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I am currently writing a book in mathematics. I have written a few pages and often stumble upon the question "is this good pedagogy" or is this "good typography". The chances of my work getting published is slim, but I am using it for a personal collection of notes and ideas in addition to learning writing a longer text. Below is an excerpt from my notes

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An older version of my notes can be found here.As now the notes are dividied into a somewhat strict pattern with lemmas, propositions, corollary with theorems reserved for the main purpose of each section. I have a ton of questions about layout, design how formal to be in my writing, and how spiced up I should make the text. I see modern calculus books like to divide the text into blocks (a different color for theorems, proofs etc) while published articles tend to keep a much more minimalistic presence. I just do not know if I am on a good path, or if I need to do some fundamental changes.

To summarize

  • What are the do's and dont when writing longer notes (mainly aimed at undergrads).

  • Are there any books or literature on writing longer academic texts?

closed as too broad by David Richerby, Wrzlprmft, Enthusiastic Engineer, Peter Jansson, earthling Dec 28 '14 at 23:32

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    My first thought was "why does he spell those Danish words incorrectly?" :) My next (more serious) thought was that using \mapsto felt odd given the wording (I felt that it ought to be an = given the word sette). But this might be overly specific to the example. – Tobias Kildetoft Dec 28 '14 at 17:51
  • From a quick glance at your file, you seem to be doing a lot of things right -- I would be pleased reading a book written like that about algebraic combinatorics :) A random observation on design: "figur (2.3)" should be "figur 2.3", as parenthesized reference numbers usually are understood to refer to formulas and nothing else. My pet peeve with mathematical writing is the failure to separate the introduction-for-readers from the introduction-for-reviewers (the former being high-faluting and obscure, the latter elementary and readable), but seeing that you don't yet have an introduction... – darij grinberg Dec 28 '14 at 19:20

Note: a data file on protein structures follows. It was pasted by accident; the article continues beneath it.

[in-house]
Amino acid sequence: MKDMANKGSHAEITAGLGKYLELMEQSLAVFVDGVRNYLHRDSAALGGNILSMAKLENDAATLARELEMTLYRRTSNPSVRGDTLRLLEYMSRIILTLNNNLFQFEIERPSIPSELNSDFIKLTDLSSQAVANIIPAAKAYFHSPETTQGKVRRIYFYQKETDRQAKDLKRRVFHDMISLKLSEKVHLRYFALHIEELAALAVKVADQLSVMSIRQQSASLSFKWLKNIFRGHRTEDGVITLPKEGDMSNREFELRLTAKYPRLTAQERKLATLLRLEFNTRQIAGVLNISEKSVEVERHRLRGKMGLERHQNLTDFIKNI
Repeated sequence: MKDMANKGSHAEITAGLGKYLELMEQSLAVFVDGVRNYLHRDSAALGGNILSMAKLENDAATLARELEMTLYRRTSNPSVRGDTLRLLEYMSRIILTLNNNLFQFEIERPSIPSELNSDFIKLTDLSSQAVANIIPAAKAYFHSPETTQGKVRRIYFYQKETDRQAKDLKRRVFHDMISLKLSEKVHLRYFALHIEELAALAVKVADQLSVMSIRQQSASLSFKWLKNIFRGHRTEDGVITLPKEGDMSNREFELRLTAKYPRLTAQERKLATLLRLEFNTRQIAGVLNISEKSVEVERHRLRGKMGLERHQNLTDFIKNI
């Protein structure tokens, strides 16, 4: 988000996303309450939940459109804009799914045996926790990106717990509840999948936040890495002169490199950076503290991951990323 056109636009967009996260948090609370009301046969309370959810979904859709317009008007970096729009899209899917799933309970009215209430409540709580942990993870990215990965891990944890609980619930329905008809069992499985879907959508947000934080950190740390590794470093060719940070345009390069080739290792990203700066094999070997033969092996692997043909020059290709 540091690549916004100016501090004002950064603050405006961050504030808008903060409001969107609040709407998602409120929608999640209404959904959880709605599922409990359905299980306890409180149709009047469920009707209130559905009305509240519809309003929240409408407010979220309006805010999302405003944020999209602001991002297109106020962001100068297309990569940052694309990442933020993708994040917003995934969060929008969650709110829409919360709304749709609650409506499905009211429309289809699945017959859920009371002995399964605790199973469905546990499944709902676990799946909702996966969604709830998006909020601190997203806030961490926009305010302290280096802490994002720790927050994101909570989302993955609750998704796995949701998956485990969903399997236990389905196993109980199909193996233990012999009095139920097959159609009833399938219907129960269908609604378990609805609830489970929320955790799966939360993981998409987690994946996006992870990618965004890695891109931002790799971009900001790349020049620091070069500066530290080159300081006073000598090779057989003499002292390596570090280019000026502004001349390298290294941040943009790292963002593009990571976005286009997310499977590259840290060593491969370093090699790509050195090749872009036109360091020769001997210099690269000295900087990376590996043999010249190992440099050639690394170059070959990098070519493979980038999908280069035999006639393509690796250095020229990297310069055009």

• Your first question is too broad and also too opinion-based for this platform in my opinion. Your second question is fine and I strongly suggest to restrict your question to this. – Wrzlprmft Dec 28 '14 at 21:48
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There are many books and online resources on mathematical writing. These range from style guides that deal with issues from type setting to copy editing to books that talk about mathematical writing at a somewhat higher level. Here are a few of my favorite sources:

Nicholas J. Higham. Handbook of Writing for the Mathematical Sciences. SIAM 1998. http://www.worldcat.org/title/handbook-of-writing-for-the-mathematical-sciences/oclc/697886419

Steven G. Krantz. A primer of mathematical writing : being a disquisition on having your ideas recorded, typeset, published, read, and appreciated. American Mathematical Society, 1997. http://www.worldcat.org/title/primer-of-mathematical-writing-being-a-disquisition-on-having-your-ideas-recorded-typeset-published-read-and-appreciated/oclc/797735421

SIAM Style Manual for Journals and Books. http://www.siam.org/journals/pdf/stylemanual.pdf

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In general, my advice would be

  1. look at other books or lecture notes and copy the things you like, change the things you don't;
  2. get feedback from your target audience;
  3. don't overthink it for your first draft: you can (and likely will have to) edit it multiple times anyway.

But mostly I want to recommend Paul Halmos classical essay, How to write mathematics, L’Enseignement Mathématique, Vol.16 (1970).

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